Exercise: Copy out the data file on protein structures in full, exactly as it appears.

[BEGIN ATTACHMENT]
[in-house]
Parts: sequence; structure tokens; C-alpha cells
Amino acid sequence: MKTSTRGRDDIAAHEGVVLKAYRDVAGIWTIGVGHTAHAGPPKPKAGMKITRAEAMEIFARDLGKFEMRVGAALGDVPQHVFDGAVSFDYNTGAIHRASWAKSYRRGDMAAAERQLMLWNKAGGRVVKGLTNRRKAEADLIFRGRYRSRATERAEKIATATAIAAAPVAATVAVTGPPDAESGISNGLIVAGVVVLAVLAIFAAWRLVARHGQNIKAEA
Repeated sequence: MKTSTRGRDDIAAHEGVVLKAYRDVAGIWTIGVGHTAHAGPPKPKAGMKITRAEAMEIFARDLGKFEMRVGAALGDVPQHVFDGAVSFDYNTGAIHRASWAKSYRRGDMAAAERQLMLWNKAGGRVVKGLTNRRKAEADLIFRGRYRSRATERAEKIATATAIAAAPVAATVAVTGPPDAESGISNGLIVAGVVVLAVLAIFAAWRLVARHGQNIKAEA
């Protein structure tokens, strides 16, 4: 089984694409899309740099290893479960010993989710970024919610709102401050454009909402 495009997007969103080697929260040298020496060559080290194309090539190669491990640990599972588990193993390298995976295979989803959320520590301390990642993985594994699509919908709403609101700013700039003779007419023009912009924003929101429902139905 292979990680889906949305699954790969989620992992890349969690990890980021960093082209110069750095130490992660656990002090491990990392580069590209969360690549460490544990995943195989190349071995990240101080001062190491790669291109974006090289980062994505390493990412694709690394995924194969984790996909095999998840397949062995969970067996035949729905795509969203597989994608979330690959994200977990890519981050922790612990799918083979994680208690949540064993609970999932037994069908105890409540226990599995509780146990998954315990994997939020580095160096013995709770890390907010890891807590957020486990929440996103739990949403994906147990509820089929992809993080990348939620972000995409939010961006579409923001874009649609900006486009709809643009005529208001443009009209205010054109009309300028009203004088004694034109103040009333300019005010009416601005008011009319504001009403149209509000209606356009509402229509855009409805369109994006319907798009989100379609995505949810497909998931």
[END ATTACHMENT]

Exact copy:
[in-house]
Parts: sequence; structure tokens; C-alpha cells
Amino acid sequence: MKTSTRGRDDIAAHEGVVLKAYRDVAGIWTIGVGHTAHAGPPKPKAGMKITRAEAMEIFARDLGKFEMRVGAALGDVPQHVFDGAVSFDYNTGAIHRASWAKSYRRGDMAAAERQLMLWNKAGGRVVKGLTNRRKAEADLIFRGRYRSRATERAEKIATATAIAAAPVAATVAVTGPPDAESGISNGLIVAGVVVLAVLAIFAAWRLVARHGQNIKAEA
Repeated sequence: MKTSTRGRDDIAAHEGVVLKAYRDVAGIWTIGVGHTAHAGPPKPKAGMKITRAEAMEIFARDLGKFEMRVGAALGDVPQHVFDGAVSFDYNTGAIHRASWAKSYRRGDMAAAERQLMLWNKAGGRVVKGLTNRRKAEADLIFRGRYRSRATERAEKIATATAIAAAPVAATVAVTGPPDAESGISNGLIVAGVVVLAVLAIFAAWRLVARHGQNIKAEA
């Protein structure tokens, strides 16, 4: 089984694409899309740099290893479960010993989710970024919610709102401050454009909402 495009997007969103080697929260040298020496060559080290194309090539190669491990640990599972588990193993390298995976295979989803959320520590301390990642993985594994699509919908709403609101700013700039003779007419023009912009924003929101429902139905 292979990680889906949305699954790969989620992992890349969690990890980021960093082209110069750095130490992660656990002090491990990392580069590209969360690549460490544990995943195989190349071995990240101080001062190491790669291109974006090289980062994505390493990412694709690394995924194969984790996909095999998840397949062995969970067996035949729905795509969203597989994608979330690959994200977990890519981050922790612990799918083979994680208690949540064993609970999932037994069908105890409540226990599995509780146990998954315990994997939020580095160096013995709770890390907010890891807590957020486990929440996103739990949403994906147990509820089929992809993080990348939620972000995409939010961006579409923001874009649609900006486009709809643009005529208001443009009209205010054109009309300028009203004088004694034109103040009333300019005010009416601005008011009319504001009403149209509000209606356009509402229509855009409805369109994006319907798009989100379609995505949810497909998931």